• avatar
    Facebook User

    I own a 2 door Wrangler Rubicon and spend a lot of time under it for various suspension tweaks, fluid changes, skid plates installs and general inspection…and thats exactly what the above photo shows –  a 2 door Rubicon.
    I would really enjoy a Compass with front and rear solid axles though…like an old Cherokee

  • avatar
    gslippy

    I have always admired the Compass from a distance and in the showroom.  It offers quite a value in an 4WD package, without the bloat found in many other products with the same basic features.  I also really like its roominess.
     
    It will be interesting to see how the Trail-Rated Compass does in a review, particularly for on-road comfort with that solid axle up front.
     
    Maybe some TTAC Compass owners can weigh in on what they think of this option.

  • avatar

    Sounds just like Fiat praise up a car that doesnt exist and the suckers will pay. then it falls apart in your driveway.

  • avatar
    Felis Concolor

    I still point and laugh at the domestic 4×4 and off road magazines in this country, especially when they dust off their “SUSPENSION WARS! Which is better: solid axles or IFS?” dog and pony show.They still work under the misconception that a fully independent suspension system can’t be seriously considered for off road use.

    Yes, I own both a Pinzgauer and Haflinger.

    • 0 avatar

      +1
      Add pretty much all military vehicles since the late fifties (Ford M-51, Humvee) into the equation, and the solid axle thing really becomes a joke.

    • 0 avatar
      TTCat

      -1

      I would hazard a guess that you have never done any major modifications to your “Pinzgauer and Haflinger” combo, which is all well and good if they suit your off road needs, but what most people seem to consider “off road” is usually little more than Forest Service dirt roads with an occasional stream crossing. When you get into real rock crawling situations as I frequently do here in Colorado you see the shortcomings of IFS all the time, particularly when stepping over large rocks taken down one side of the vehicle and a “void” is in the opposite wheel’s track - the wheel taking the rock moves up just fine, but due to the limited articulation the IFS affords, the drooping wheel can’t reach the ground and will not be pivoted down like a solid axle would (the whole FJ pivots nicely though and tends to end up on its side). My TJ Wrangler scoots through conditions all the time that leave the FJ Cruisers and the like backing down and seeking a different line. Also, as an aside, if you are somebody who likes (or needs)  to modify your off-road rig, in my experience, it is much cheaper and easier to lift a solid axle vehicle and do it “right” than with an IFS platform, and I would say that 80% of the breakdowns I have seen off-road are due to the CV joints having failed on an IFS. Of course there are always off-road situations that are beyond the capability of any suspension setup, but strictly from my perspective, after 35 years of running the backcountry here in Colorado (and not being worried at all about on-road drivability), I will take my solid axle Jeep over anything else. YMMV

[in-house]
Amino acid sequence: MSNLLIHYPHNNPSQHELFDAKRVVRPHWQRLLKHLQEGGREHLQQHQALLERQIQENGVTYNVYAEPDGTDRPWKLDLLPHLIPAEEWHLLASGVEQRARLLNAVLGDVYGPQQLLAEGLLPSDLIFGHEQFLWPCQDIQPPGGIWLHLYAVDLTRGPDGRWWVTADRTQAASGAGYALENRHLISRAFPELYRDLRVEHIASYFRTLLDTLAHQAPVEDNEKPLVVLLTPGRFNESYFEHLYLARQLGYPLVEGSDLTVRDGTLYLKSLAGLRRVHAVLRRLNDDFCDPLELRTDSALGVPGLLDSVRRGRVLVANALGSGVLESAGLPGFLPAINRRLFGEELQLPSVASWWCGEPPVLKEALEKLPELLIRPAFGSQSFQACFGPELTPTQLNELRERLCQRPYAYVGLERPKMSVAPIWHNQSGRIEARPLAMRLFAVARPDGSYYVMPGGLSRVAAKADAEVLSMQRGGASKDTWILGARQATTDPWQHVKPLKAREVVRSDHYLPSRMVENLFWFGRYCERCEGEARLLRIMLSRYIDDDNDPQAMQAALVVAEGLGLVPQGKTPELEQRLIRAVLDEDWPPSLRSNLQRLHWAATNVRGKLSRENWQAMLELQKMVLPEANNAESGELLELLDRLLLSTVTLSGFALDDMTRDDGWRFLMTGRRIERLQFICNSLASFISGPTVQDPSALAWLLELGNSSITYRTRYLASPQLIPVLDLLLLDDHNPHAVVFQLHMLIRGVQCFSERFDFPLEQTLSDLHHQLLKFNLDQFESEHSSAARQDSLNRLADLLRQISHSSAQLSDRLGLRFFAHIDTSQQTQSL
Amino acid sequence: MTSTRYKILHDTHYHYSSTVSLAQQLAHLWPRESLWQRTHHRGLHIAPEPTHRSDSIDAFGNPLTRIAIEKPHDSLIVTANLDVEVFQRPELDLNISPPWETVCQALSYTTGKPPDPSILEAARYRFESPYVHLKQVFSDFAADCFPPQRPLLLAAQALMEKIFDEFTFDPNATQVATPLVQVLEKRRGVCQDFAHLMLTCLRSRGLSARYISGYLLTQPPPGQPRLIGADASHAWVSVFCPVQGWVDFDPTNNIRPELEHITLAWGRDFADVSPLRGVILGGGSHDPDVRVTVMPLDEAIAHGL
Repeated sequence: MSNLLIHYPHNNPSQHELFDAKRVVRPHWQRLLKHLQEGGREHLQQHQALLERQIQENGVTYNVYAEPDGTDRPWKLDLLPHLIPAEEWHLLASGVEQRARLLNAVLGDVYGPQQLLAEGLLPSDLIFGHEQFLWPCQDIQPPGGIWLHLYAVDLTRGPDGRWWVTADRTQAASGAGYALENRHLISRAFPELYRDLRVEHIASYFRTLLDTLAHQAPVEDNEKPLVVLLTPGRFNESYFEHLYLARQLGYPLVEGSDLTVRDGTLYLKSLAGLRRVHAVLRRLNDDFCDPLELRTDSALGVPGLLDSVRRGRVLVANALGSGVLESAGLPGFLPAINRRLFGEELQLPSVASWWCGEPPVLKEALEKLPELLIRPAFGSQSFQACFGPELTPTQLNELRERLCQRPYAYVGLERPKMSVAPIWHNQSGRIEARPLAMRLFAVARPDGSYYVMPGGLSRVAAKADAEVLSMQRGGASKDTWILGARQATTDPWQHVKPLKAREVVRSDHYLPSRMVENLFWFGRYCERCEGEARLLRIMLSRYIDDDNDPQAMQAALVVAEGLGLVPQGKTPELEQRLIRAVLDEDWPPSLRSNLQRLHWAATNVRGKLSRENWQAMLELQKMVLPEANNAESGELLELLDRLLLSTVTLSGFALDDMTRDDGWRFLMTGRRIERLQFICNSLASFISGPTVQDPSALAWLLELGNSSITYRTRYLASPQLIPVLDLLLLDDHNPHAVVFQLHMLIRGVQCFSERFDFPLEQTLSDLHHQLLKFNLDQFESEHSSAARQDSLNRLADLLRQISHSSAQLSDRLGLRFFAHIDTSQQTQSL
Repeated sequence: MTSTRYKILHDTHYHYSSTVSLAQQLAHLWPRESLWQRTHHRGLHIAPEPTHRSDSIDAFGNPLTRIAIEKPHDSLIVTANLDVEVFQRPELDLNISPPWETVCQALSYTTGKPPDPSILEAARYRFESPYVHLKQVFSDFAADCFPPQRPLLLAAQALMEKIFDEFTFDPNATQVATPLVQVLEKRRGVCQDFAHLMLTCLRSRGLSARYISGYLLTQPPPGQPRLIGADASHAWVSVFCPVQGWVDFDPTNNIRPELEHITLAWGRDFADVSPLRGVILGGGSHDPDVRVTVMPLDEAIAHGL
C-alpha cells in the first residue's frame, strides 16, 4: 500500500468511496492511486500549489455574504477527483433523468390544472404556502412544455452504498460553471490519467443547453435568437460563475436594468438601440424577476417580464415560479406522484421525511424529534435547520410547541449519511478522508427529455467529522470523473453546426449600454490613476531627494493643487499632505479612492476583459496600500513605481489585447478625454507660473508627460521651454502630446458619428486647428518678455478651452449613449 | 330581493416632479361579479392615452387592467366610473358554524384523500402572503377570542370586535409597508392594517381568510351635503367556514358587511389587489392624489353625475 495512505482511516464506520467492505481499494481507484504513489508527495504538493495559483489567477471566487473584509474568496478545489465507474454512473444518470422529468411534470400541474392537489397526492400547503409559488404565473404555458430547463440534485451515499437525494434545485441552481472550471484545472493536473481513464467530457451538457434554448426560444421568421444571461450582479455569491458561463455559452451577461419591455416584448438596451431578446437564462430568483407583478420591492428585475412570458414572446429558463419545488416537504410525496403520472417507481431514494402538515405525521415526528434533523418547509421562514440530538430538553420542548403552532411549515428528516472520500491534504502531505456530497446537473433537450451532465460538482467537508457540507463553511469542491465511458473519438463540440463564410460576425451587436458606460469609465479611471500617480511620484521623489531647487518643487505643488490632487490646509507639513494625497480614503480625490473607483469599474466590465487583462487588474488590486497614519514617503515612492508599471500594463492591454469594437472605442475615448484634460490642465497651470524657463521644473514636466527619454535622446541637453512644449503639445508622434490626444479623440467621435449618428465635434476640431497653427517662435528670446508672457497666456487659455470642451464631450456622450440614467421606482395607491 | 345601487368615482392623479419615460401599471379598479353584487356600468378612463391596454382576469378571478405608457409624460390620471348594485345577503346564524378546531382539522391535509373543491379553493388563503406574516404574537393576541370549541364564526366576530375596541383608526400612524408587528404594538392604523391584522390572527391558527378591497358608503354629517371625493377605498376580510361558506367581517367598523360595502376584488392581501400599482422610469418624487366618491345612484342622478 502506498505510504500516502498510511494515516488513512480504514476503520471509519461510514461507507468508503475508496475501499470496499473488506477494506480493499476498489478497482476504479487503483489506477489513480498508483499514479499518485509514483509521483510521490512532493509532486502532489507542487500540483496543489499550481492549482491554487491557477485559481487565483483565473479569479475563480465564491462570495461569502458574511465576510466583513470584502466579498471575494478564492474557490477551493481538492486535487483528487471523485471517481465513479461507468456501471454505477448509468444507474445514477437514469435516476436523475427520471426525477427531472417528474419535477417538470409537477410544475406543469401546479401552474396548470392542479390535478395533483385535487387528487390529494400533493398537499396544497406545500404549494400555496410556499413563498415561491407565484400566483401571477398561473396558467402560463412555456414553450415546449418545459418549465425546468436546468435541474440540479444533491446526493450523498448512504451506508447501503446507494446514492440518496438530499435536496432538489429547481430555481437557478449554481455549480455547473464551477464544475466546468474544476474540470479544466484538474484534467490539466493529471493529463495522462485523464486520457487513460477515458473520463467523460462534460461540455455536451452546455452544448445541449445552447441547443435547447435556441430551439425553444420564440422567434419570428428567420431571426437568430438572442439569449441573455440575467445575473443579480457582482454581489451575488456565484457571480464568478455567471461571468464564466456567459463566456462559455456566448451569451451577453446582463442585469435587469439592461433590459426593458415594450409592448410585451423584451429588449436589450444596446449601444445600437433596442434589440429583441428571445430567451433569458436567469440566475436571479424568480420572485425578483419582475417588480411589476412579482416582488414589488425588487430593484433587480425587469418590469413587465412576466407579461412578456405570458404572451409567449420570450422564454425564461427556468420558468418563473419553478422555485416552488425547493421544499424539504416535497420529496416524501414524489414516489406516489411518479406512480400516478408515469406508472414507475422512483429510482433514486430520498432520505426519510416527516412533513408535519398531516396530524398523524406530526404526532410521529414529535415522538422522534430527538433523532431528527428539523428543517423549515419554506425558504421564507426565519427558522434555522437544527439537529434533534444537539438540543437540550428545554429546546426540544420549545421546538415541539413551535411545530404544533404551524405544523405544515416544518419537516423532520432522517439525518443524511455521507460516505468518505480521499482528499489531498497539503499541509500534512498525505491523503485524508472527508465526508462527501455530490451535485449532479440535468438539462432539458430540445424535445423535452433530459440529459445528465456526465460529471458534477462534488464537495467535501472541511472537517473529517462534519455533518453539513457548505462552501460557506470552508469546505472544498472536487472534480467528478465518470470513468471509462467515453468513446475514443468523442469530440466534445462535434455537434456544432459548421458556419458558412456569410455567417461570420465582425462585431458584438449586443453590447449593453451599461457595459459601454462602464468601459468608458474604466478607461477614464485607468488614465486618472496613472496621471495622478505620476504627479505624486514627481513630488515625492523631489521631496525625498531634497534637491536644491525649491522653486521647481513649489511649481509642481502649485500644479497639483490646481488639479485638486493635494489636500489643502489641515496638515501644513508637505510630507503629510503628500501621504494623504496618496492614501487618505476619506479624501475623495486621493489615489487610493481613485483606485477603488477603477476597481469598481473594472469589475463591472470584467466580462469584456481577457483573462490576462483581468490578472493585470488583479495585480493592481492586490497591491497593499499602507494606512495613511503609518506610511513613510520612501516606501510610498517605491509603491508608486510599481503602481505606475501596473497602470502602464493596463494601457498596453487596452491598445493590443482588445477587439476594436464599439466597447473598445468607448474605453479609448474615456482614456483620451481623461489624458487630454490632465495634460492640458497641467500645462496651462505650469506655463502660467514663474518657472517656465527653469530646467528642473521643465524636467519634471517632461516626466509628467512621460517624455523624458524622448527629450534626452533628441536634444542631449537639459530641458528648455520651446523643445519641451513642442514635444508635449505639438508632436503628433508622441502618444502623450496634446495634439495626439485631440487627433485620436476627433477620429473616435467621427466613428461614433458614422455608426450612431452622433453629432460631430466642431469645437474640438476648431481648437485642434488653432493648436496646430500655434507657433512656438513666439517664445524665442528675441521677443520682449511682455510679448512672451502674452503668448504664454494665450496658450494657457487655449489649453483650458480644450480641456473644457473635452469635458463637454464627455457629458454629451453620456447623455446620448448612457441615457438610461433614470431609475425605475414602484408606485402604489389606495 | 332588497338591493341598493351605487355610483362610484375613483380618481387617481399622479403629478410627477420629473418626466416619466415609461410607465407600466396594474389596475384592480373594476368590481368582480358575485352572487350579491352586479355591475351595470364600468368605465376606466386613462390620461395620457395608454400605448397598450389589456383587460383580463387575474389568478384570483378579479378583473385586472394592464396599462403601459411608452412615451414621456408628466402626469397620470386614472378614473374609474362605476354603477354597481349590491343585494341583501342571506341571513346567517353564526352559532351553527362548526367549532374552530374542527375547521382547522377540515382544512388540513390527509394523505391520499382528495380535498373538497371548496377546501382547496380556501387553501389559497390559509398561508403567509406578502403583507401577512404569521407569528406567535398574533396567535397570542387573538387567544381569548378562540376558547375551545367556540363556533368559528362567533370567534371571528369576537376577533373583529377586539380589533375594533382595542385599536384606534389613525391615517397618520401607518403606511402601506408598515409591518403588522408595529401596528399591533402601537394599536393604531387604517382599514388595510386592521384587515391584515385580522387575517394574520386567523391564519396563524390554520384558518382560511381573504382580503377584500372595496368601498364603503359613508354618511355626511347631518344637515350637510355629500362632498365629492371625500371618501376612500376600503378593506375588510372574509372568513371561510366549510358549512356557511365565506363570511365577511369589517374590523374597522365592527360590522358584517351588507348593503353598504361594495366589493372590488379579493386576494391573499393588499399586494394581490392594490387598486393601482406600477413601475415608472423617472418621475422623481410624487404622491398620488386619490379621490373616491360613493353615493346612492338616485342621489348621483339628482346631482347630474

• avatar
    rudiger

    While it’s true that ’Trail Rated’ is a marketing gimmick, it was an effective one and, up until they slapped it on the Compass, wasn’t incorrect. It has little to do with solid front axles, though. ‘Trail Rated’ used to mean stouter BOF construction which, evidently, is a much better way to go when off-road, rather than the more flexible (and better riding) unibody construction.

    That’s where Chrysler slipped up. Giving the unibody Compass the little ’Trail Rated’ fender badges sharply diminishes what the term supposedly stands for and it will become patently apparent when the yahoos begin trashing their new Compasses the first time they go turfing.

    • 0 avatar
      michaeljeep

      Most of the new Jeeps, with the exception of the wrangler, are unibody. The “Trail Rated” label is just a stamp given to the trim levels that pass certain offroad metrics tested by a 3rd party company. If the compass can meet or exceed those metrics, then it deserves the label.
       
      That being said, I’m sure if you took an informal survey of whether the Compass/Patriot are “Real Jeeps” most people would surely say no. Of course, I’ve heard the same said about my favorite Jeep (the Cherokee).

    • 0 avatar